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Family and Doubleheaders Beckon Departing 7-Eleven Exec

Delgado-Jenkins stepping down to answer the call

IRVING, Texas -- For Jesus Delgado-Jenkins, leaving 7-Eleven Inc. “was like peeling skin.” The executive vice president and chief merchandising officer and president of 7-Ventures LLC announced last week that he is retiring as of June 29 after eight years with the convenience-store chain to spend more time with his family.

Based in Irving, Texas, 7‑Eleven operates, franchises or licenses more than 66,000 stores in 17 countries, including 11,600 in North America. It is No. 1 on CSP’s 2017 Top 202 ranking of c-store chains by size.

Delgado-Jenkins spoke with CSP Daily News about his decision to step down.

Q: Why are you leaving 7-Eleven?

A: I love working there. I love the brand. I love the people. But my daughter and son are growing up. My daughter is 11, and she’s an aspiring actor and singer. She has got videos on YouTube, and she has released an EP on iTunes—her own original songs. And my son, he’s 9, and he’s growing up as well, and my parents are getting older, so I just felt like I needed to take time out for them, and take the summer off and then take a year of just spending time with them and helping Maya out with her career and spend time with Monica and my parents, taking my dad to baseball games—doubleheaders in the middle of the week—just really spending a lot of time with them day in and day out.

So it was like peeling skin, leaving 7-Eleven. It was a very, very difficult decision.

Q: How was your decision received?

A: [President and CEO Joe DePinto] was very supportive, and everyone has been very supportive of me doing this for my family, and that was very heartfelt for me, very emotional (click here for DePinto's statement on Delgado-Jenkins' departure). Joe and I go way back and have known each other throughout the years, and so I was overtaken by his great support around me doing this. But it’s the right thing for me to do right now.

Q: Tell us about your family background.

A: My family escaped from Cuba on a 24-foot boat. My dad was 24. My mom was 20, and she was eight months pregnant with me. They were pro-American, pro-democracy and pro-freedom. So they escaped, and I was born four weeks later in Miami.

We just feel very blessed to have come to this great country and have had the opportunity to work and live here and serve. I was in the military. That’s why I went to West Point, was to give back and pay back in any way I could for us living and growing up here. It has been a great experience for me. I feel very blessed to have this opportunity to take this time out with my family. It is an incredible opportunity for me. I don’t take it for granted.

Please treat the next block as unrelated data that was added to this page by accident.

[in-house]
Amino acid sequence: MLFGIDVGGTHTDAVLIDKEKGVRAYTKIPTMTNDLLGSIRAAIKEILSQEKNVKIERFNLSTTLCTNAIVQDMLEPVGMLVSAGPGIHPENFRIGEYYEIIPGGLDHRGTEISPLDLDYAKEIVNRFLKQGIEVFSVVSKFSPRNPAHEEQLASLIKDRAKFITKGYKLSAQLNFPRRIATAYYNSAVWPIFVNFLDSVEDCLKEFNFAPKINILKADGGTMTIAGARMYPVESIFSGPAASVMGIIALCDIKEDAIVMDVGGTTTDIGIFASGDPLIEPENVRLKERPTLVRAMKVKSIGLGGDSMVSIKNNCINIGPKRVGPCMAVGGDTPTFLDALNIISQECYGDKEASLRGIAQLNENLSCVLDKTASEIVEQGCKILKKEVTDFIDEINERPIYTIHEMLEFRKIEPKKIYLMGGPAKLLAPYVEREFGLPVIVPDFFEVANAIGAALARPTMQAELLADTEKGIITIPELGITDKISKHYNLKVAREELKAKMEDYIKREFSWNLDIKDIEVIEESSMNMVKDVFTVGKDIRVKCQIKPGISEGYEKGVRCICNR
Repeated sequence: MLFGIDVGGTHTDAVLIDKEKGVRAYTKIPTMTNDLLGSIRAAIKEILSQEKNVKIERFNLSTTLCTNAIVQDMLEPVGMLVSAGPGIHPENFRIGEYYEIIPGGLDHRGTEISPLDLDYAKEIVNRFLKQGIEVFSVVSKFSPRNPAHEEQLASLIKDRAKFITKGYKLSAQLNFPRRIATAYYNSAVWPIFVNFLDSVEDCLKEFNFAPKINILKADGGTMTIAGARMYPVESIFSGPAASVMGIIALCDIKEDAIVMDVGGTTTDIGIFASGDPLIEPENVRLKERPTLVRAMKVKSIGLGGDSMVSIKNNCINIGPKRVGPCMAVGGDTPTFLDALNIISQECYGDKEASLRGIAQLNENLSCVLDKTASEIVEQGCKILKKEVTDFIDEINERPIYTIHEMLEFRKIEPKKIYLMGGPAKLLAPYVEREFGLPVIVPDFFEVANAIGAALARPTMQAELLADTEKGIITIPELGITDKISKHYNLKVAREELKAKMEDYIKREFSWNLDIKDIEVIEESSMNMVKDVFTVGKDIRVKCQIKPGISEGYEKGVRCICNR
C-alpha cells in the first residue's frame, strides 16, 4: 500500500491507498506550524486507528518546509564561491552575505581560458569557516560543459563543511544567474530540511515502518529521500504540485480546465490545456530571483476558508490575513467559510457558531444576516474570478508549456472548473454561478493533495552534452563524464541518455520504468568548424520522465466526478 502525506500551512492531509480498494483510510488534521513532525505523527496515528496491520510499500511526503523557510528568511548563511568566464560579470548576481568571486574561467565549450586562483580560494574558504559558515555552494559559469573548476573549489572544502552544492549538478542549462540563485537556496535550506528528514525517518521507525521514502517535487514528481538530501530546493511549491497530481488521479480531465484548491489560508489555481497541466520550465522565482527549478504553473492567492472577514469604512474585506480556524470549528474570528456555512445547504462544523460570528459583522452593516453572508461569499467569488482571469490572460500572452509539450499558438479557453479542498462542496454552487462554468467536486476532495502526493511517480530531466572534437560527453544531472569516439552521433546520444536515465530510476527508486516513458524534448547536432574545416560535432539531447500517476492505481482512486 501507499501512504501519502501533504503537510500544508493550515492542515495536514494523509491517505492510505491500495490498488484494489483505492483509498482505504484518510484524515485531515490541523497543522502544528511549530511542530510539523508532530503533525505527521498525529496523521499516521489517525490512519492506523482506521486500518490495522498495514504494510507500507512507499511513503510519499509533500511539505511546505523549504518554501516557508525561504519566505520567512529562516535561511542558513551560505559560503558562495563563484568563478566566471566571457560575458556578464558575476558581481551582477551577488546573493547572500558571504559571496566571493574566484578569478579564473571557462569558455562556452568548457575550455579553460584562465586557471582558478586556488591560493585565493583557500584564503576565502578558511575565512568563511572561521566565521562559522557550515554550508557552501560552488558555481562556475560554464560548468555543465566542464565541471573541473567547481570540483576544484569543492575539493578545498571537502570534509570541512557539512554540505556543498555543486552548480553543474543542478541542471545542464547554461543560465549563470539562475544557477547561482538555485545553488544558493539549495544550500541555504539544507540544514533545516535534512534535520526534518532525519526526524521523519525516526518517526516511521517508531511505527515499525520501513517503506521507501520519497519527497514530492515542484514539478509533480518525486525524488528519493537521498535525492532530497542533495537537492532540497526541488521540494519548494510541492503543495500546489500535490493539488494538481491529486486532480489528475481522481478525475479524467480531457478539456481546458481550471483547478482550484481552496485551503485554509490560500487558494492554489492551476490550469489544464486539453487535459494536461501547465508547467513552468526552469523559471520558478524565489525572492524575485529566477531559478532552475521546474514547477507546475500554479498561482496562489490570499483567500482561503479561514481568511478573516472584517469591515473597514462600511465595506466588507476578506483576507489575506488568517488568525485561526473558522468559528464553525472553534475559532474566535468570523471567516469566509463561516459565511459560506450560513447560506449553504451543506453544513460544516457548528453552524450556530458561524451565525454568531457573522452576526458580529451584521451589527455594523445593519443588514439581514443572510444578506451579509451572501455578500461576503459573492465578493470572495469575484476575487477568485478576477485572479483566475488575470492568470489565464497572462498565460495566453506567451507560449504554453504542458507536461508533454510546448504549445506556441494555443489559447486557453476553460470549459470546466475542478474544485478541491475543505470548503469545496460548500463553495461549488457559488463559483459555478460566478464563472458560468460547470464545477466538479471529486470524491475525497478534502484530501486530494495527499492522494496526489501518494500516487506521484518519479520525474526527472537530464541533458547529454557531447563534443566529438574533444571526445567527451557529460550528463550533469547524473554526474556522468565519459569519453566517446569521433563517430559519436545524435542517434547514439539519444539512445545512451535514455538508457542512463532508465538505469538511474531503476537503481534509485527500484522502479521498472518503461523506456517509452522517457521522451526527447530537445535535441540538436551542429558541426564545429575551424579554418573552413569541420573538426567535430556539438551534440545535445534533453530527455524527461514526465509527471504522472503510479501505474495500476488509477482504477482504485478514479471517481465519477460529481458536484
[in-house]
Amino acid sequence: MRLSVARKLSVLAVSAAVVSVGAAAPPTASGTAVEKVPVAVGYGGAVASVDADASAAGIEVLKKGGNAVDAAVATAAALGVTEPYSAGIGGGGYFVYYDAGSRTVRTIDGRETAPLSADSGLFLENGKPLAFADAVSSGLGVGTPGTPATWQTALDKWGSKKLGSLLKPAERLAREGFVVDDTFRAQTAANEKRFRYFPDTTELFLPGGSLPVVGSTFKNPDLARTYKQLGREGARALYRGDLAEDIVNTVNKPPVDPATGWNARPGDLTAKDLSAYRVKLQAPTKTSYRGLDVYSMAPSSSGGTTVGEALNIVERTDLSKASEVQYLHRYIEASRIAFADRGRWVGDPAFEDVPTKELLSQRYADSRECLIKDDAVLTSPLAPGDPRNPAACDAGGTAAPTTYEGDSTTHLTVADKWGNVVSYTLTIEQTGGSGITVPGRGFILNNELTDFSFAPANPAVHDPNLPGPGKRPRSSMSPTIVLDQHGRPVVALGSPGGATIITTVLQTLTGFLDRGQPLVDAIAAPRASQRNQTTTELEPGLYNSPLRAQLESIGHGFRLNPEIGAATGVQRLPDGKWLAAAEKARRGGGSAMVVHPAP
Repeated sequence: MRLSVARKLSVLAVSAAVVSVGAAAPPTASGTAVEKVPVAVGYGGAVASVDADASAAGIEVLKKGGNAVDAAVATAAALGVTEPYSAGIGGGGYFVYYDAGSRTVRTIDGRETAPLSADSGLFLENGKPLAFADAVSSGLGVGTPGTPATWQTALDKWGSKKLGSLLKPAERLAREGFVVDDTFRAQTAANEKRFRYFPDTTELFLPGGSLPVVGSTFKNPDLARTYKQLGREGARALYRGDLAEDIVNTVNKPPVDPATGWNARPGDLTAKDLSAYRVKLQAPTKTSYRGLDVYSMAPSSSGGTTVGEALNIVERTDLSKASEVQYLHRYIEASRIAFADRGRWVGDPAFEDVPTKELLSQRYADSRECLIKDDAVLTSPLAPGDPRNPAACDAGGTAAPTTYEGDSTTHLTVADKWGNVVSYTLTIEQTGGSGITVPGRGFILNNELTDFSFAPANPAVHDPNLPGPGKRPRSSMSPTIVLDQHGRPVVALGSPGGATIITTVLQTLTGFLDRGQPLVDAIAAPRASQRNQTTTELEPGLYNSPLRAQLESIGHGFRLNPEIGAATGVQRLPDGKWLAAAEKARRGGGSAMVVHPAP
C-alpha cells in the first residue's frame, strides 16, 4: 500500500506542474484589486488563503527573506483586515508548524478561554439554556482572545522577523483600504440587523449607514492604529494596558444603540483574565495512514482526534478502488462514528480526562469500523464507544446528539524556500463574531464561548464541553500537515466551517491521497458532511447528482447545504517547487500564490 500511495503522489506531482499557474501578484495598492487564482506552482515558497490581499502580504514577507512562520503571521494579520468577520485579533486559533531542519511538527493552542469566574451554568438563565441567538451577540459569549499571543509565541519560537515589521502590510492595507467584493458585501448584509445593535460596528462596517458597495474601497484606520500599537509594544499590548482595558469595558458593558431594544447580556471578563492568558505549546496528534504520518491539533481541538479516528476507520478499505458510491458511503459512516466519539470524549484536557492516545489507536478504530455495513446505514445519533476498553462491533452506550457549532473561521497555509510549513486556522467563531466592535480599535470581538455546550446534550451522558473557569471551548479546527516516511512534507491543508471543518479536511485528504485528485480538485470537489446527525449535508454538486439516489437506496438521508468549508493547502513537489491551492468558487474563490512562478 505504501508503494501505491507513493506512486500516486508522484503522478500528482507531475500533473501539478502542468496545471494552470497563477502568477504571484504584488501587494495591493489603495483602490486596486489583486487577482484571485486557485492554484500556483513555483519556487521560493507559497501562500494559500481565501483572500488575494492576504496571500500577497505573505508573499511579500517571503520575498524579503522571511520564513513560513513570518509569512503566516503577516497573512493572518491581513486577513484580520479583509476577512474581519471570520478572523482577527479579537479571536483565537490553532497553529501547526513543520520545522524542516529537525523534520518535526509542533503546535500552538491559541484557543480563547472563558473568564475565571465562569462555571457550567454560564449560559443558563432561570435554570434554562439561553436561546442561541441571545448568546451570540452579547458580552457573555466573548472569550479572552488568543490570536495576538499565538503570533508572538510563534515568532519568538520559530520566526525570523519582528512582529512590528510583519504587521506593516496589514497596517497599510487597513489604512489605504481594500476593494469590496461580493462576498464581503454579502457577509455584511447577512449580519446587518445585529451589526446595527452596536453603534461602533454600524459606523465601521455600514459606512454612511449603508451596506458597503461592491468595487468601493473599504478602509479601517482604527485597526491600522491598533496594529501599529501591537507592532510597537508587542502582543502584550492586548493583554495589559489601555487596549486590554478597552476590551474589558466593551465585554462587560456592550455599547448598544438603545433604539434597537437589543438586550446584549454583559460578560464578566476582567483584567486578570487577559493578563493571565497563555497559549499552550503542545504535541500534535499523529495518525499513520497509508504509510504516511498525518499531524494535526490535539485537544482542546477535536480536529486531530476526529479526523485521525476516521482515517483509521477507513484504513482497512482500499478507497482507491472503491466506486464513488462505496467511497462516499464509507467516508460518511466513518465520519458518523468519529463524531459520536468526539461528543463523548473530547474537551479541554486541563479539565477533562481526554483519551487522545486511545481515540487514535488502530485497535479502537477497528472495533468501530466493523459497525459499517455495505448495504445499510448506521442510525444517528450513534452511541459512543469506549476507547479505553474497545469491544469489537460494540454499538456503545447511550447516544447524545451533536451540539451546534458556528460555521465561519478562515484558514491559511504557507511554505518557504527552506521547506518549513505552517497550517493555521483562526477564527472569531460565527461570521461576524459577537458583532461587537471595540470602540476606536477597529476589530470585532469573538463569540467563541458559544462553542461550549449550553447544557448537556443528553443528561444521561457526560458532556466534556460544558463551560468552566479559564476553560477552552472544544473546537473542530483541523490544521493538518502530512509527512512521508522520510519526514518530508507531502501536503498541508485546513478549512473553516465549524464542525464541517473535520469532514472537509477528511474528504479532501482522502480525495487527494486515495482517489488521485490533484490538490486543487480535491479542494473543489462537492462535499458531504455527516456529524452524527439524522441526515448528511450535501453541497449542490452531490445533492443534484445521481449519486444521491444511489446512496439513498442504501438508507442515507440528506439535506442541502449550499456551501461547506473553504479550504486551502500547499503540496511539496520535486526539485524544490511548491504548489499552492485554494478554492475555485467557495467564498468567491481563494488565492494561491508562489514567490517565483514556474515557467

Q: What are you most proud of about your time at 7-Eleven?

A: I’m most proud of the relationships I developed with the team and the supplier partners—all the great, talented people at 7-Eleven who really care about the customers and franchisees. There’s a lot of things that we did together as teams, just unleashing the potential of people [and] all the great work that they did.

Q: Are you going to keep your hand in the c-store industry? Do you have any plans to return to the industry eventually?

A: Not for now. I had a previous experience in doing this. When I was a vice president of operations at Dominick’s Finer Foods, we sold that business to Safeway. It was bought out by a private-equity firm that had a reputation for turning around grocery-store chains. I was brought in from PriceWaterhouse—I was in their strategy consulting group, and I was hired to be part of the turnaround team. We did extremely well.

I then decided to take a year [1999] off. All my friends thought I was crazy. They said why don’t you go work for private equity? Go work at a retailer. But I got a package to not work for a year so I wouldn’t work for the competition. I said I’m never going to have this opportunity again. So I spent a lot of time with my parents and extended family in Miami. I went and visited a lot of friends around the states. I went to Southeast Asia for four months, backpacking with no itinerary. I didn’t stay at any Western hotels, just local hotels. I went to Europe, South America, as well. It was a great experience for me. I reread all my high school novels.

When I remember that 1999 experience, I really felt it was [like] taking an extended two-week vacation. [This time is] going to give me even more time to be with [my kids].

Q: What were some of your favorite books?

A: I really like "Candide," by Voltaire. I like [Ray Bradbury’s] "Fahrenheit 451," [Joseph Heller’s] "Catch 22"; another favorite of mine was [Kurt] Vonnegut. I also read a lot of history and philosophy books during that year off.

Q: As you depart, do you have any observations on the state of c-store industry and mergers and acquisitions?

A: Not really right now. I just want to sit back and not weigh in on that too much.

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